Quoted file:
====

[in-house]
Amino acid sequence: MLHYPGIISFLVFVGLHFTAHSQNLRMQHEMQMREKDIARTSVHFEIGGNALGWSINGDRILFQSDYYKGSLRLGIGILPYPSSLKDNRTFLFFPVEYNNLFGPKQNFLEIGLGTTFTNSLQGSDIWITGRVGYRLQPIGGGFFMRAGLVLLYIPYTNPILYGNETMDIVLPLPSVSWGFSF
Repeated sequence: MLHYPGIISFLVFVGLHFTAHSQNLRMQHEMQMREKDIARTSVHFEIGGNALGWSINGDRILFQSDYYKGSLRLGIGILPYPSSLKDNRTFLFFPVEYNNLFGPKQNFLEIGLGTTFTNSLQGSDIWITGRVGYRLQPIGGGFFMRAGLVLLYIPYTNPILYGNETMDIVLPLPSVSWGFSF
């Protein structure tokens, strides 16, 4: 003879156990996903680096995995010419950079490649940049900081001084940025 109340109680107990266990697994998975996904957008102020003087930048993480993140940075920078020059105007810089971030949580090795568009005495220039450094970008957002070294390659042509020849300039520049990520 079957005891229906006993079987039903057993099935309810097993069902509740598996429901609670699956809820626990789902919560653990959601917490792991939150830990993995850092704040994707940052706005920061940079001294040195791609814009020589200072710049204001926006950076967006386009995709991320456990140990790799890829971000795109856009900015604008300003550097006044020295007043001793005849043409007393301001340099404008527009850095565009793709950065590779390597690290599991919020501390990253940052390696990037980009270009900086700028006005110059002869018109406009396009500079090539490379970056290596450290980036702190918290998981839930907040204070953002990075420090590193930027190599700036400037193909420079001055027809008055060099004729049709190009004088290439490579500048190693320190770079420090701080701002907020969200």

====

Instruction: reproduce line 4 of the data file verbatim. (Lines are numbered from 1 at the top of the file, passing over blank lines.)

């Protein structure tokens, strides 16, 4: 003879156990996903680096995995010419950079490649940049900081001084940025 109340109680107990266990697994998975996904957008102020003087930048993480993140940075920078020059105007810089971030949580090795568009005495220039450094970008957002070294390659042509020849300039520049990520 079957005891229906006993079987039903057993099935309810097993069902509740598996429901609670699956809820626990789902919560653990959601917490792991939150830990993995850092704040994707940052706005920061940079001294040195791609814009020589200072710049204001926006950076967006386009995709991320456990140990790799890829971000795109856009900015604008300003550097006044020295007043001793005849043409007393301001340099404008527009850095565009793709950065590779390597690290599991919020501390990253940052390696990037980009270009900086700028006005110059002869018109406009396009500079090539490379970056290596450290980036702190918290998981839930907040204070953002990075420090590193930027190599700036400037193909420079001055027809008055060099004729049709190009004088290439490579500048190693320190770079420090701080701002907020969200």